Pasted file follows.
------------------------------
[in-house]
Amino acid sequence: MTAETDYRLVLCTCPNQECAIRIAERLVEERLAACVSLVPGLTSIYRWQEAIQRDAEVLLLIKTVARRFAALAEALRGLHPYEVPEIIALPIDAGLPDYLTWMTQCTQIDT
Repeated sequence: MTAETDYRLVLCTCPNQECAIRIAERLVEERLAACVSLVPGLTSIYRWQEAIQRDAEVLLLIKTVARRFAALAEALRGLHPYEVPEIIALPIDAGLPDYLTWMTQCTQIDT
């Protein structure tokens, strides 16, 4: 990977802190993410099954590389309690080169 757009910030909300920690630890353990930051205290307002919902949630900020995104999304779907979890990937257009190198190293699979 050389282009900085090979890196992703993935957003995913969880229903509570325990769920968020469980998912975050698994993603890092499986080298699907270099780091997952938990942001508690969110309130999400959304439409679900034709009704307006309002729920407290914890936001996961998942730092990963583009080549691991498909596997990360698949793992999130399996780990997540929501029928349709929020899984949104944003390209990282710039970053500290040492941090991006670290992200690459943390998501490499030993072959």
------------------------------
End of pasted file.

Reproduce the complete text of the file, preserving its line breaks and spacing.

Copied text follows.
[in-house]
Amino acid sequence: MTAETDYRLVLCTCPNQECAIRIAERLVEERLAACVSLVPGLTSIYRWQEAIQRDAEVLLLIKTVARRFAALAEALRGLHPYEVPEIIALPIDAGLPDYLTWMTQCTQIDT
Repeated sequence: MTAETDYRLVLCTCPNQECAIRIAERLVEERLAACVSLVPGLTSIYRWQEAIQRDAEVLLLIKTVARRFAALAEALRGLHPYEVPEIIALPIDAGLPDYLTWMTQCTQIDT
């Protein structure tokens, strides 16, 4: 990977802190993410099954590389309690080169 757009910030909300920690630890353990930051205290307002919902949630900020995104999304779907979890990937257009190198190293699979 050389282009900085090979890196992703993935957003995913969880229903509570325990769920968020469980998912975050698994993603890092499986080298699907270099780091997952938990942001508690969110309130999400959304439409679900034709009704307006309002729920407290914890936001996961998942730092990963583009080549691991498909596997990360698949793992999130399996780990997540929501029928349709929020899984949104944003390209990282710039970053500290040492941090991006670290992200690459943390998501490499030993072959």